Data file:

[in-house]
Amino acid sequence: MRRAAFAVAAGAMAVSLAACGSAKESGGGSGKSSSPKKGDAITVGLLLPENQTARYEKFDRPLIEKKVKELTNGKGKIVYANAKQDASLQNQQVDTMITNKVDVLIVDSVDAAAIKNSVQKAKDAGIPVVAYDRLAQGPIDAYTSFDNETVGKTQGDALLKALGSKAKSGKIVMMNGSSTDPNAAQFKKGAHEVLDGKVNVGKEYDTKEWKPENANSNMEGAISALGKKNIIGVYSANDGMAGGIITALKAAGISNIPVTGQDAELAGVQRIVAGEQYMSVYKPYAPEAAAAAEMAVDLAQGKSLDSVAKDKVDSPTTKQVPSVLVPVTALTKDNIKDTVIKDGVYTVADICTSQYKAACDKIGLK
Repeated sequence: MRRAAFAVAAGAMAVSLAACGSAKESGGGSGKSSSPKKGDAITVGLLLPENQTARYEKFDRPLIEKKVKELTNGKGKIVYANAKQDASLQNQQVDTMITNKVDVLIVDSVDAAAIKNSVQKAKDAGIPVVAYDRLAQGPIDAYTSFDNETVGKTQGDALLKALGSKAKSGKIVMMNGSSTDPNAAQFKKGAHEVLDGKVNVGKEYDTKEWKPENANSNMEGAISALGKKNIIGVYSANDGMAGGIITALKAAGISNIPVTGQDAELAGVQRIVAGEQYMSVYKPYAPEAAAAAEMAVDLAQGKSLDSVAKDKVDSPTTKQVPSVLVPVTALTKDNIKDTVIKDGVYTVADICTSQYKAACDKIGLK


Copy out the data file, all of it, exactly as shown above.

[in-house]
Amino acid sequence: MRRAAFAVAAGAMAVSLAACGSAKESGGGSGKSSSPKKGDAITVGLLLPENQTARYEKFDRPLIEKKVKELTNGKGKIVYANAKQDASLQNQQVDTMITNKVDVLIVDSVDAAAIKNSVQKAKDAGIPVVAYDRLAQGPIDAYTSFDNETVGKTQGDALLKALGSKAKSGKIVMMNGSSTDPNAAQFKKGAHEVLDGKVNVGKEYDTKEWKPENANSNMEGAISALGKKNIIGVYSANDGMAGGIITALKAAGISNIPVTGQDAELAGVQRIVAGEQYMSVYKPYAPEAAAAAEMAVDLAQGKSLDSVAKDKVDSPTTKQVPSVLVPVTALTKDNIKDTVIKDGVYTVADICTSQYKAACDKIGLK
Repeated sequence: MRRAAFAVAAGAMAVSLAACGSAKESGGGSGKSSSPKKGDAITVGLLLPENQTARYEKFDRPLIEKKVKELTNGKGKIVYANAKQDASLQNQQVDTMITNKVDVLIVDSVDAAAIKNSVQKAKDAGIPVVAYDRLAQGPIDAYTSFDNETVGKTQGDALLKALGSKAKSGKIVMMNGSSTDPNAAQFKKGAHEVLDGKVNVGKEYDTKEWKPENANSNMEGAISALGKKNIIGVYSANDGMAGGIITALKAAGISNIPVTGQDAELAGVQRIVAGEQYMSVYKPYAPEAAAAAEMAVDLAQGKSLDSVAKDKVDSPTTKQVPSVLVPVTALTKDNIKDTVIKDGVYTVADICTSQYKAACDKIGLK